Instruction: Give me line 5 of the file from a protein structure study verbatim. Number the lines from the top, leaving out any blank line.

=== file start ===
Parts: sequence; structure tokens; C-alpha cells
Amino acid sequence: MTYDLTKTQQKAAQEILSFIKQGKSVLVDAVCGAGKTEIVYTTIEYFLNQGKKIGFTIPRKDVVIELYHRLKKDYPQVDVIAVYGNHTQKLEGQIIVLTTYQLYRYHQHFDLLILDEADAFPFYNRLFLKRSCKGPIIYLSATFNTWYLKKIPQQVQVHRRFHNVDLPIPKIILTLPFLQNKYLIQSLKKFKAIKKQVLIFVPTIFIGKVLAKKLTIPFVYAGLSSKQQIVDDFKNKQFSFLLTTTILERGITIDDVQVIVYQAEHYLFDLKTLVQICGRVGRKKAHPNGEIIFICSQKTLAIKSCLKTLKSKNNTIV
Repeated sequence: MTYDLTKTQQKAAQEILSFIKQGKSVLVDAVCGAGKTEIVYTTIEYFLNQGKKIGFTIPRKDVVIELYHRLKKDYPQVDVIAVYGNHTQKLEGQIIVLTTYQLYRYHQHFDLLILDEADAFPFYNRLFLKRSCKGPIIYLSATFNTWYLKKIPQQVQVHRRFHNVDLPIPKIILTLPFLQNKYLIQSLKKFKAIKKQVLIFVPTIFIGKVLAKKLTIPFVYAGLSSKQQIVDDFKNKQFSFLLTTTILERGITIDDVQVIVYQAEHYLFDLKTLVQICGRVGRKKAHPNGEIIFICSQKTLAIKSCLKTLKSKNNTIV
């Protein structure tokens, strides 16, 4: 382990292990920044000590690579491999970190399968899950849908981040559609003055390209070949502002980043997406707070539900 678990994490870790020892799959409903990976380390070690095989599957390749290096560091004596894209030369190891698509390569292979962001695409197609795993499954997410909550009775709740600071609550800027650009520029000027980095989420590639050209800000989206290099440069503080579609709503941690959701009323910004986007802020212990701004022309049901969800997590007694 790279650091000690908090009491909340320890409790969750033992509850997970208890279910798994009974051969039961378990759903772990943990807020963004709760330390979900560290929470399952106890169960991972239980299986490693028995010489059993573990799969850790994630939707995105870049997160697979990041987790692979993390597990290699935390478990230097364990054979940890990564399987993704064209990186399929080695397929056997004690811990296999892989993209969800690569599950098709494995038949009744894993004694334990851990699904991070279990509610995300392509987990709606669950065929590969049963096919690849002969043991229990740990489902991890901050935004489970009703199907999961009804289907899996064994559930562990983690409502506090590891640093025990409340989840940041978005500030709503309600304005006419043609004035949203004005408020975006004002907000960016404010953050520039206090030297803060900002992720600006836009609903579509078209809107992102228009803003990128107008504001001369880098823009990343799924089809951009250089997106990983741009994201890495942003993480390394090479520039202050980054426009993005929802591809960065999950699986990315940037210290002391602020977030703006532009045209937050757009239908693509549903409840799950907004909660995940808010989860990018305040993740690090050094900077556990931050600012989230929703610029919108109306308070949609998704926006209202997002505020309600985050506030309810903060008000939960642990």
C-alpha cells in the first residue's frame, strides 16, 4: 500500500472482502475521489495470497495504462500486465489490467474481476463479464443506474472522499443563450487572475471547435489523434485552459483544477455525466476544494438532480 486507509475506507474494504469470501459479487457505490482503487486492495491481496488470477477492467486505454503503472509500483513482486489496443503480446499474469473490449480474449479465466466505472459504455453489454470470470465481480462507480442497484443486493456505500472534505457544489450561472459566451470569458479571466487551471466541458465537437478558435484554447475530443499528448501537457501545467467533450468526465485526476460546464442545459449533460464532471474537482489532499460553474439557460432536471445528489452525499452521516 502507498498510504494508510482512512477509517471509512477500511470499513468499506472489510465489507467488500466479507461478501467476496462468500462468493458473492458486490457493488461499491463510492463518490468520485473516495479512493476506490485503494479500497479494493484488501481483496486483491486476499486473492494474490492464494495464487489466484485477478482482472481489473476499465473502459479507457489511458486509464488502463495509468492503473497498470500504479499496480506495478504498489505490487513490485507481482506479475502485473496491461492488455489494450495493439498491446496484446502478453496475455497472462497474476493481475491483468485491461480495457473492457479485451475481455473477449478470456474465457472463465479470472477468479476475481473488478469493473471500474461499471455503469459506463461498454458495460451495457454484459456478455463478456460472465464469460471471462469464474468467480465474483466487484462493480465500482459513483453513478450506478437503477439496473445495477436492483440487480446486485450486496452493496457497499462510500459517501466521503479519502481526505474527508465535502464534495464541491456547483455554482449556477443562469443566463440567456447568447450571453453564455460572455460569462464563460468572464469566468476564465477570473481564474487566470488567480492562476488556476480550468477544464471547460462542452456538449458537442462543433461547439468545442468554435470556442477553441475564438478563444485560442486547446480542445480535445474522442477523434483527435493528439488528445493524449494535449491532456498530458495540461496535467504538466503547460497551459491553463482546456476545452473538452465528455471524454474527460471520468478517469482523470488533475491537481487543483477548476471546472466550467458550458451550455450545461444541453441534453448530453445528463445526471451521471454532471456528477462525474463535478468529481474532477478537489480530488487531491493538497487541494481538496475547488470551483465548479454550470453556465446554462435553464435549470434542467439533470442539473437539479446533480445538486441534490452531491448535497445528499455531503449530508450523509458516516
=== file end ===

C-alpha cells in the first residue's frame, strides 16, 4: 500500500472482502475521489495470497495504462500486465489490467474481476463479464443506474472522499443563450487572475471547435489523434485552459483544477455525466476544494438532480 486507509475506507474494504469470501459479487457505490482503487486492495491481496488470477477492467486505454503503472509500483513482486489496443503480446499474469473490449480474449479465466466505472459504455453489454470470470465481480462507480442497484443486493456505500472534505457544489450561472459566451470569458479571466487551471466541458465537437478558435484554447475530443499528448501537457501545467467533450468526465485526476460546464442545459449533460464532471474537482489532499460553474439557460432536471445528489452525499452521516 502507498498510504494508510482512512477509517471509512477500511470499513468499506472489510465489507467488500466479507461478501467476496462468500462468493458473492458486490457493488461499491463510492463518490468520485473516495479512493476506490485503494479500497479494493484488501481483496486483491486476499486473492494474490492464494495464487489466484485477478482482472481489473476499465473502459479507457489511458486509464488502463495509468492503473497498470500504479499496480506495478504498489505490487513490485507481482506479475502485473496491461492488455489494450495493439498491446496484446502478453496475455497472462497474476493481475491483468485491461480495457473492457479485451475481455473477449478470456474465457472463465479470472477468479476475481473488478469493473471500474461499471455503469459506463461498454458495460451495457454484459456478455463478456460472465464469460471471462469464474468467480465474483466487484462493480465500482459513483453513478450506478437503477439496473445495477436492483440487480446486485450486496452493496457497499462510500459517501466521503479519502481526505474527508465535502464534495464541491456547483455554482449556477443562469443566463440567456447568447450571453453564455460572455460569462464563460468572464469566468476564465477570473481564474487566470488567480492562476488556476480550468477544464471547460462542452456538449458537442462543433461547439468545442468554435470556442477553441475564438478563444485560442486547446480542445480535445474522442477523434483527435493528439488528445493524449494535449491532456498530458495540461496535467504538466503547460497551459491553463482546456476545452473538452465528455471524454474527460471520468478517469482523470488533475491537481487543483477548476471546472466550467458550458451550455450545461444541453441534453448530453445528463445526471451521471454532471456528477462525474463535478468529481474532477478537489480530488487531491493538497487541494481538496475547488470551483465548479454550470453556465446554462435553464435549470434542467439533470442539473437539479446533480445538486441534490452531491448535497445528499455531503449530508450523509458516516